As I will demonstrate, the principal factors in much of the Supreme Court's modern federalism jurisprudence were largely absent from, or irrelevant to, the debates over the practical meaning of federalism in the early nineteenth century. (13) The assumptions of unwaivable, monolithic state sovereignty and perpetual, systemic federal-state tension that have underpinned the majority opinions in many of the Court's federalism cases since the 1980s are difficult to trace to the Founding period or the early nineteenth century. As the controversy over internal improvements illustrates, crucial interbellum constitutional debates about federalism unfolded in the political branches: Congress, the presidency, and the state legislatures. At issue was the scope of legislative power. Moreover, the debates included the following key themes: state consent; distinctions among Congress's powers to appropriate funds for internal improvements, to execute the improvements itself, and to transfer the public lands to the states for the purposes of executing the improvements; and the role of the federal government as proprietor of the public lands.
Today, the mechanism of the spending power drives essential gears of the federal machine. (14) The debates over internal improvements offer a nineteenth-century lens on that power that highlights the differences between interbellum and millennial constitutional thought. The internal improvements controversy is thus both analogous and disanalogous to modern debates on the practical implementation of federalism principles. As I will show, interbellum constitutional thought was generally wary of consolidated federal power over public works projects, preferring instead to structure such projects as cooperative federal-state efforts. In contrast, modern constitutional law doctrine and federalism commentary often take the opposite approach: the federal government's enumerated powers under Article I, where appropriate, are the preferred structural route for such projects, and indirect routes via state cooperation are disfavored. (15) As an interpretive matter, to the extent that modern case law relies on a particular substantive concept of federalism that has been consistent since the Founding, the internal improvements example urges us to rethink that notion. Since the earliest days of the Republic, federalism has been an unstable and contested concept, worked out through the meshing of theory and practice. (16) By highlighting nineteenth-century understandings of the spending power, the internal improvements debate demonstrates the dynamic nature of federalism in practice.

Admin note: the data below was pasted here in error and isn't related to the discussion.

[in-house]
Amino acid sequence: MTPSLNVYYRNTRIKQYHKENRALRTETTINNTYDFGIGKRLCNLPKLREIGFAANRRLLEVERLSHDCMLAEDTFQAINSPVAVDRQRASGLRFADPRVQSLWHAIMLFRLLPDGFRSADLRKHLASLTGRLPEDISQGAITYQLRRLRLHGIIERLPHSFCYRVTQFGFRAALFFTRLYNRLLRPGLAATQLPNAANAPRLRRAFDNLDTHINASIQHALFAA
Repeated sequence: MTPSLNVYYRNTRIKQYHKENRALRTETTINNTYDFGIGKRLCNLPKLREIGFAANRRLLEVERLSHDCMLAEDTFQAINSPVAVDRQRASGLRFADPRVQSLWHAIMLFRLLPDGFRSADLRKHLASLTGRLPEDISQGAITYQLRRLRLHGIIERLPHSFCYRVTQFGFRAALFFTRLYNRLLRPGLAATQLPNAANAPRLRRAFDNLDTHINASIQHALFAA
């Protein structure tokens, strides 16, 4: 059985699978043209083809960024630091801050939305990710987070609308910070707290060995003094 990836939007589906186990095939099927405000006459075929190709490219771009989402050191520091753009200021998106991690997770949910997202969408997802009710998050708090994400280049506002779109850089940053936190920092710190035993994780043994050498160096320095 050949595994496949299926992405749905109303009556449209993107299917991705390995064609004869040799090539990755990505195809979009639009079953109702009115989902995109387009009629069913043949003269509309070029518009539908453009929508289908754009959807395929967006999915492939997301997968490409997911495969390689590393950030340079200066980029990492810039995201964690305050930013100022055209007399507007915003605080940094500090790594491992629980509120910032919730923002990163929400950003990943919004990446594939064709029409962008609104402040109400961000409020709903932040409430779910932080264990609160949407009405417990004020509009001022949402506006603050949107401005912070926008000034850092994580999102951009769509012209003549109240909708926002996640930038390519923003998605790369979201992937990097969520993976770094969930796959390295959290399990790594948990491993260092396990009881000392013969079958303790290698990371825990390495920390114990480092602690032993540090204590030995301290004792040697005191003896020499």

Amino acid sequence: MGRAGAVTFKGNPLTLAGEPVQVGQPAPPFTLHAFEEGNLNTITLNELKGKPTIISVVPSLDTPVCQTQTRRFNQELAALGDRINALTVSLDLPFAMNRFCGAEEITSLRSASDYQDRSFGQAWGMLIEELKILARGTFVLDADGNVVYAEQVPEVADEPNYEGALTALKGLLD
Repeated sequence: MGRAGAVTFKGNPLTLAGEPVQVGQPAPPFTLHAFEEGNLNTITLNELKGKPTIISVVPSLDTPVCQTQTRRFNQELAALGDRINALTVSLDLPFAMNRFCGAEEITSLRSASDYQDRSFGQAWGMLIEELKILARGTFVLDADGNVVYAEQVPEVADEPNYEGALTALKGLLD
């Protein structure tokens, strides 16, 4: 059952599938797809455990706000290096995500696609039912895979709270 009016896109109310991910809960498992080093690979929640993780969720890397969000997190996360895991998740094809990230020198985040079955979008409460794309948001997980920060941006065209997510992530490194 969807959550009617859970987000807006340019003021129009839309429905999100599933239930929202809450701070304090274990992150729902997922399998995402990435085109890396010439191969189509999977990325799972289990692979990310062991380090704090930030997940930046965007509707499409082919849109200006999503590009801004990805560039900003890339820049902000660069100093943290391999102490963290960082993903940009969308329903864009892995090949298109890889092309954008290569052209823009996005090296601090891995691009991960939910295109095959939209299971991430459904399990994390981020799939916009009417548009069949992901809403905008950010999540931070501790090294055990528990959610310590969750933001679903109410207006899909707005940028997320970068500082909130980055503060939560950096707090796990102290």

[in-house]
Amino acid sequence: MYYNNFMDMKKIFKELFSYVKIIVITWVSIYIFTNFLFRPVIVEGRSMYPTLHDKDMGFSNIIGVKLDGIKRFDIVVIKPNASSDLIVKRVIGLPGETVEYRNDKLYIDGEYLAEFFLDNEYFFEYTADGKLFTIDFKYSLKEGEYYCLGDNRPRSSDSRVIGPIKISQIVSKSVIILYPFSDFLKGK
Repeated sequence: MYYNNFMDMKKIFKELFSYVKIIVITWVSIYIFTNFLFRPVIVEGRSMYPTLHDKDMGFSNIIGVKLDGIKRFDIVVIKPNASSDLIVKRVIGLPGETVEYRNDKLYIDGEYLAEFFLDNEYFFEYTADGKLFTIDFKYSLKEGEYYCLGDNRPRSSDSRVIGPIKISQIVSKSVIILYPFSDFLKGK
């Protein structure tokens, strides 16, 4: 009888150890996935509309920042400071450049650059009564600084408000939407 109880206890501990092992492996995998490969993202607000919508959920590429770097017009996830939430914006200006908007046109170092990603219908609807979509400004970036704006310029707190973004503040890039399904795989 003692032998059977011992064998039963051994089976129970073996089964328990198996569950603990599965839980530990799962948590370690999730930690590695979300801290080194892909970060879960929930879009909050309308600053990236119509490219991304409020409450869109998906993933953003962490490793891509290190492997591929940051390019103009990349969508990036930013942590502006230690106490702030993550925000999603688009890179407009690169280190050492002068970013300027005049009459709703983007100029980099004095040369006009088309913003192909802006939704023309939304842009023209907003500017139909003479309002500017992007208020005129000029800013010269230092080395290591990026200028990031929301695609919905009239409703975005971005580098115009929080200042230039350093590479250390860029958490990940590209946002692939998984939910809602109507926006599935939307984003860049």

As the Supreme Court's recent federalism decisions demonstrate, a version of state consent continues to be relevant to conditional spending programs, insofar as the Court is now willing to police the boundary between a conditional and a coercive program. (17) With the return of coercion to the center of the spending power analysis, consent is still somewhere in the background of federalism case law. But the current Court's renewed emphasis on coercion is distinct from early nineteenth-century commentators' focus on state consent. In short, the post-National Federation of Independent Business v. Sebelius (NFIB) coercion inquiry is simply not the same as the interbellum consent inquiry. Today, we do not think of consent as having much to do with, or any significant bearing on, Congress's direct regulatory power under Article I. To the extent that recent federalism doctrine focuses on coercion, the inquiry is confined to conditional spending programs--i.e., bargains with the states, often in situations in which Congress lacks the power to regulate directly under Article I. In the early nineteenth century, by contrast, the issue of state consent was closely tied to Congress's primary powers over commerce, (18) taxing and spending, (19) post offices and post roads, (20) and the public lands. (21) Even though NFIB returned coercion to the center of the conditional spending inquiry, state consent is still not a defense for Congress against an alleged violation of state sovereignty under the Tenth Amendment. (22) Rather, recent case law recognizes the role of consent only by searching for its opposite, coercion. Early nineteenth-century federalism doctrine thus differed from the modern version in two important ways. First, interbellum federalism tied the consent inquiry to direct congressional regulation as well as to conditional spending programs. Second, interbellum federalism did states the courtesy of defining consent capaciously, instead of focusing obsessively on the potential coercive effects of congressional regulation. In these vital respects, the landscape of federalism looked very different in the early nineteenth...